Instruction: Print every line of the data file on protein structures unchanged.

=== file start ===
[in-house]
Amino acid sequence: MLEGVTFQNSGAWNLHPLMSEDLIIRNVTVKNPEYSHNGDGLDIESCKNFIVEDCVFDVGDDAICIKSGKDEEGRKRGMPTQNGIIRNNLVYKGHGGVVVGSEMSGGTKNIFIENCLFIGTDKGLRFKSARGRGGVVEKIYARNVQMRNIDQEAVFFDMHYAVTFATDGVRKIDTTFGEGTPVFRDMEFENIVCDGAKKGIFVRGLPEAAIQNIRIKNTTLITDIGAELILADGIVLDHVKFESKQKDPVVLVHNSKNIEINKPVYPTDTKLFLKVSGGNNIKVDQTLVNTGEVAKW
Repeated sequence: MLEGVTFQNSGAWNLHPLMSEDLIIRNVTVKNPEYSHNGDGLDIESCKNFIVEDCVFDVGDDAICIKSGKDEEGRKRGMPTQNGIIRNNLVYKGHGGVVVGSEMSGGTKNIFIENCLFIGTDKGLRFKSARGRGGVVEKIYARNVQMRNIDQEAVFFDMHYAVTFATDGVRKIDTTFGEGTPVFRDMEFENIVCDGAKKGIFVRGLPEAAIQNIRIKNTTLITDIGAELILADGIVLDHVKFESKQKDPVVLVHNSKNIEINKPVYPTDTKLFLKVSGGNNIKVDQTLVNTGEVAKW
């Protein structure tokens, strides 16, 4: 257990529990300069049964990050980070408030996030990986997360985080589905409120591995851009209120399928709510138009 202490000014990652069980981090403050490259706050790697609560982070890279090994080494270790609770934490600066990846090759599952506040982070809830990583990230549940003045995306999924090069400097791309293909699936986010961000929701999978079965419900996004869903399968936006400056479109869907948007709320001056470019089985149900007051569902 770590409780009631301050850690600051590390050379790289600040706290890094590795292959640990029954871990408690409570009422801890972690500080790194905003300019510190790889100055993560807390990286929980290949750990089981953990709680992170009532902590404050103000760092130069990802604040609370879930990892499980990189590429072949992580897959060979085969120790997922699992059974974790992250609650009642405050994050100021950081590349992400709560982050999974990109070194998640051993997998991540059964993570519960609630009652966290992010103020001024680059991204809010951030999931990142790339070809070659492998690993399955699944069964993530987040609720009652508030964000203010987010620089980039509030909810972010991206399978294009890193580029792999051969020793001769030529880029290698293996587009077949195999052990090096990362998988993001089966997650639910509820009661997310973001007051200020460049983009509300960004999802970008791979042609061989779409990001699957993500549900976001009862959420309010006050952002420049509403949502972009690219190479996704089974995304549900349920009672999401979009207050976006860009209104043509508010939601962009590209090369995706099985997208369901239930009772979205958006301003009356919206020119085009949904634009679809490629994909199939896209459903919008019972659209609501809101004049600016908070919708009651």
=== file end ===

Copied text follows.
[in-house]
Amino acid sequence: MLEGVTFQNSGAWNLHPLMSEDLIIRNVTVKNPEYSHNGDGLDIESCKNFIVEDCVFDVGDDAICIKSGKDEEGRKRGMPTQNGIIRNNLVYKGHGGVVVGSEMSGGTKNIFIENCLFIGTDKGLRFKSARGRGGVVEKIYARNVQMRNIDQEAVFFDMHYAVTFATDGVRKIDTTFGEGTPVFRDMEFENIVCDGAKKGIFVRGLPEAAIQNIRIKNTTLITDIGAELILADGIVLDHVKFESKQKDPVVLVHNSKNIEINKPVYPTDTKLFLKVSGGNNIKVDQTLVNTGEVAKW
Repeated sequence: MLEGVTFQNSGAWNLHPLMSEDLIIRNVTVKNPEYSHNGDGLDIESCKNFIVEDCVFDVGDDAICIKSGKDEEGRKRGMPTQNGIIRNNLVYKGHGGVVVGSEMSGGTKNIFIENCLFIGTDKGLRFKSARGRGGVVEKIYARNVQMRNIDQEAVFFDMHYAVTFATDGVRKIDTTFGEGTPVFRDMEFENIVCDGAKKGIFVRGLPEAAIQNIRIKNTTLITDIGAELILADGIVLDHVKFESKQKDPVVLVHNSKNIEINKPVYPTDTKLFLKVSGGNNIKVDQTLVNTGEVAKW
């Protein structure tokens, strides 16, 4: 257990529990300069049964990050980070408030996030990986997360985080589905409120591995851009209120399928709510138009 202490000014990652069980981090403050490259706050790697609560982070890279090994080494270790609770934490600066990846090759599952506040982070809830990583990230549940003045995306999924090069400097791309293909699936986010961000929701999978079965419900996004869903399968936006400056479109869907948007709320001056470019089985149900007051569902 770590409780009631301050850690600051590390050379790289600040706290890094590795292959640990029954871990408690409570009422801890972690500080790194905003300019510190790889100055993560807390990286929980290949750990089981953990709680992170009532902590404050103000760092130069990802604040609370879930990892499980990189590429072949992580897959060979085969120790997922699992059974974790992250609650009642405050994050100021950081590349992400709560982050999974990109070194998640051993997998991540059964993570519960609630009652966290992010103020001024680059991204809010951030999931990142790339070809070659492998690993399955699944069964993530987040609720009652508030964000203010987010620089980039509030909810972010991206399978294009890193580029792999051969020793001769030529880029290698293996587009077949195999052990090096990362998988993001089966997650639910509820009661997310973001007051200020460049983009509300960004999802970008791979042609061989779409990001699957993500549900976001009862959420309010006050952002420049509403949502972009690219190479996704089974995304549900349920009672999401979009207050976006860009209104043509508010939601962009590209090369995706099985997208369901239930009772979205958006301003009356919206020119085009949904634009679809490629994909199939896209459903919008019972659209609501809101004049600016908070919708009651």